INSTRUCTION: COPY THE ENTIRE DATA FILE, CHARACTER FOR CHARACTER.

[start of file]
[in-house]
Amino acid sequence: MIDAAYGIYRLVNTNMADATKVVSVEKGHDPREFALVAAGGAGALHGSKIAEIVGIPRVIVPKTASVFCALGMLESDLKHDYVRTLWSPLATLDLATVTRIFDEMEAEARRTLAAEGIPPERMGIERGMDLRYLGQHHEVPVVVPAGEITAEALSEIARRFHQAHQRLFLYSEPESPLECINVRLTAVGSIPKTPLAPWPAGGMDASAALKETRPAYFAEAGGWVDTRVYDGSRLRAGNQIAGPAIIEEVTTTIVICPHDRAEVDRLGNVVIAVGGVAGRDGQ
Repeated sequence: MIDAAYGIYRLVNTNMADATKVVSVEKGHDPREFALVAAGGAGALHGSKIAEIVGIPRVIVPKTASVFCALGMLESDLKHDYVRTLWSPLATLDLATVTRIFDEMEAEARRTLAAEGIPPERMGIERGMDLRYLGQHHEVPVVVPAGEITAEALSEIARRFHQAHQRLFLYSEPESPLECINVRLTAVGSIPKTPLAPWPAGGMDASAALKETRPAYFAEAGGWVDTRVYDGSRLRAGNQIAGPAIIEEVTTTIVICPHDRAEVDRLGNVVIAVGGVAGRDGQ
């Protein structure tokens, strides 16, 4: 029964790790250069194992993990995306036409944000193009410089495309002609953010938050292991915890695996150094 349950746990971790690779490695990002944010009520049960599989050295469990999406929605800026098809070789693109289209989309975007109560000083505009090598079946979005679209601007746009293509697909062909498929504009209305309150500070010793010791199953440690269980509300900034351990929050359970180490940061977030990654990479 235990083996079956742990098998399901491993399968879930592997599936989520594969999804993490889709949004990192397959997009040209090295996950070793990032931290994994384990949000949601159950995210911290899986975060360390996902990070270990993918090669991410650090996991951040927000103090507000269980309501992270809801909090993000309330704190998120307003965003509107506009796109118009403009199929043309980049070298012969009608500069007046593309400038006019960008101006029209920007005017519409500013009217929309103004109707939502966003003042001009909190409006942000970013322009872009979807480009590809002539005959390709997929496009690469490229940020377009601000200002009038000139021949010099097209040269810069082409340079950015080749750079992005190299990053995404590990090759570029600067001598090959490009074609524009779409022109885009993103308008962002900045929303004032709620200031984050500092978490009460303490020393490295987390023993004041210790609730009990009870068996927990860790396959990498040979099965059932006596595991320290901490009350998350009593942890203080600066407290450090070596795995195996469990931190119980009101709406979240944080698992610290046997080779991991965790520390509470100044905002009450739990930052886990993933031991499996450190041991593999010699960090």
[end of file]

[in-house]
Amino acid sequence: MIDAAYGIYRLVNTNMADATKVVSVEKGHDPREFALVAAGGAGALHGSKIAEIVGIPRVIVPKTASVFCALGMLESDLKHDYVRTLWSPLATLDLATVTRIFDEMEAEARRTLAAEGIPPERMGIERGMDLRYLGQHHEVPVVVPAGEITAEALSEIARRFHQAHQRLFLYSEPESPLECINVRLTAVGSIPKTPLAPWPAGGMDASAALKETRPAYFAEAGGWVDTRVYDGSRLRAGNQIAGPAIIEEVTTTIVICPHDRAEVDRLGNVVIAVGGVAGRDGQ
Repeated sequence: MIDAAYGIYRLVNTNMADATKVVSVEKGHDPREFALVAAGGAGALHGSKIAEIVGIPRVIVPKTASVFCALGMLESDLKHDYVRTLWSPLATLDLATVTRIFDEMEAEARRTLAAEGIPPERMGIERGMDLRYLGQHHEVPVVVPAGEITAEALSEIARRFHQAHQRLFLYSEPESPLECINVRLTAVGSIPKTPLAPWPAGGMDASAALKETRPAYFAEAGGWVDTRVYDGSRLRAGNQIAGPAIIEEVTTTIVICPHDRAEVDRLGNVVIAVGGVAGRDGQ
């Protein structure tokens, strides 16, 4: 029964790790250069194992993990995306036409944000193009410089495309002609953010938050292991915890695996150094 349950746990971790690779490695990002944010009520049960599989050295469990999406929605800026098809070789693109289209989309975007109560000083505009090598079946979005679209601007746009293509697909062909498929504009209305309150500070010793010791199953440690269980509300900034351990929050359970180490940061977030990654990479 235990083996079956742990098998399901491993399968879930592997599936989520594969999804993490889709949004990192397959997009040209090295996950070793990032931290994994384990949000949601159950995210911290899986975060360390996902990070270990993918090669991410650090996991951040927000103090507000269980309501992270809801909090993000309330704190998120307003965003509107506009796109118009403009199929043309980049070298012969009608500069007046593309400038006019960008101006029209920007005017519409500013009217929309103004109707939502966003003042001009909190409006942000970013322009872009979807480009590809002539005959390709997929496009690469490229940020377009601000200002009038000139021949010099097209040269810069082409340079950015080749750079992005190299990053995404590990090759570029600067001598090959490009074609524009779409022109885009993103308008962002900045929303004032709620200031984050500092978490009460303490020393490295987390023993004041210790609730009990009870068996927990860790396959990498040979099965059932006596595991320290901490009350998350009593942890203080600066407290450090070596795995195996469990931190119980009101709406979240944080698992610290046997080779991991965790520390509470100044905002009450739990930052886990993933031991499996450190041991593999010699960090």